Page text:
D.C. eyes plan to charge drivers to bring cars and trucks into city

City officials say that "If we don't get ahead of this, we're just going to be in a congestion nightmare."

Washington D.C. Congestion Pricing

City officials in Washington D.C. are considering adding congestion pricing so that drivers would have to pay to bring cars or trucks into the downtown area.

The D.C. Council has proposed a nearly $500,000 study to analyze the costs and benefits of charging drivers a fee to bring passenger or commercial vehicles into parts of the city, according to reporting from WUSA9. The study will also look at working with Maryland and Virginia on tolling solutions.

Council member Mary Cheh says that the purpose of the congestion pricing is not to raise revenue but to cut down on traffic. “If we don’t get ahead of this, we’re just going to be in a congestion nightmare,” she said.

It isn’t yet clear what the congestion pricing fee would be and whether it would be a fixed price or varied based on the time of day.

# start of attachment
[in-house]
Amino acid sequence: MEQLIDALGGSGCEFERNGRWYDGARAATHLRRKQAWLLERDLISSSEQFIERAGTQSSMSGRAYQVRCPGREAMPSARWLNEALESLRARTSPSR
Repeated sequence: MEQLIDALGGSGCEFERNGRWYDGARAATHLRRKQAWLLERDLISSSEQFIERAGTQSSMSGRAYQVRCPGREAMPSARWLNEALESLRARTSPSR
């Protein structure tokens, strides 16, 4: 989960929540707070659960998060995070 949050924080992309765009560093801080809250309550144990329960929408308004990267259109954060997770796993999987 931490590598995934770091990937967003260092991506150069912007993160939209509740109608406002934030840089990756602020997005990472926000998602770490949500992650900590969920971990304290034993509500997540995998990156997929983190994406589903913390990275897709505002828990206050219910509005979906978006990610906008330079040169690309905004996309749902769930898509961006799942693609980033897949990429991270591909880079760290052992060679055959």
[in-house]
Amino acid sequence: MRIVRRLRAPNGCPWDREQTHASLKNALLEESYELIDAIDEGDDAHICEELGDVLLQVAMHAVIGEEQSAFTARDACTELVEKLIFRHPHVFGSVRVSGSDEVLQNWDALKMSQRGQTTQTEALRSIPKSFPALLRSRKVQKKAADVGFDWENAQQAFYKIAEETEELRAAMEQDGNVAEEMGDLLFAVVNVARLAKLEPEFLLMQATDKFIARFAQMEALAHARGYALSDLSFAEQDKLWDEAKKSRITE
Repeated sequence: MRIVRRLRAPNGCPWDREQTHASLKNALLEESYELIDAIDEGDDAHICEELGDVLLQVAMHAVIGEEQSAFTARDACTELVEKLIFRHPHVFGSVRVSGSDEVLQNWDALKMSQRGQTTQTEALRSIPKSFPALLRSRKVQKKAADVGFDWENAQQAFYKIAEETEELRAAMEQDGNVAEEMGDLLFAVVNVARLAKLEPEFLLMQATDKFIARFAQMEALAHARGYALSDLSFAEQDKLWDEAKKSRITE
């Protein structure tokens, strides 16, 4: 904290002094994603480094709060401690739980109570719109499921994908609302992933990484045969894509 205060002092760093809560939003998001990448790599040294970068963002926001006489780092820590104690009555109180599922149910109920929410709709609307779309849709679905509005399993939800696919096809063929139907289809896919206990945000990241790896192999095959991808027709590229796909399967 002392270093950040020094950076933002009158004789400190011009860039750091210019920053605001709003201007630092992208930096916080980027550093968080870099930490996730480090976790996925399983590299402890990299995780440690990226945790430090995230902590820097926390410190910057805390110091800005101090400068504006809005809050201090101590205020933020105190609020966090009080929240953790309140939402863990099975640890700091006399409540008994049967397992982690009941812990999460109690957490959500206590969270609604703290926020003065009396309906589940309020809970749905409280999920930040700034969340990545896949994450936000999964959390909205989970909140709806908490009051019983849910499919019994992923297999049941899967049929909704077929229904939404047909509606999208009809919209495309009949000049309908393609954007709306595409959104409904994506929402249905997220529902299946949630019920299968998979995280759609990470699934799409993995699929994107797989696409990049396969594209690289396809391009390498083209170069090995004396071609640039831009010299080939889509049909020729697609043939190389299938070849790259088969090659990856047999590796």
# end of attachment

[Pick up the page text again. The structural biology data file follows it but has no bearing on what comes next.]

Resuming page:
“This study will provide the council with essential information on how the District could implement congestion pricing to help reduce the number of non-District drivers on our roads, including pricing strategies, and help identify any equity concerns that may exist and, of course, any legal constraints,” said Cheh.

The results of the study will be made public next summer.

New York City recently approved a similar congestion tolling plan that will charge truck drivers an estimated $25 to enter the down town area. The city is set to start charging the fees in the next two years.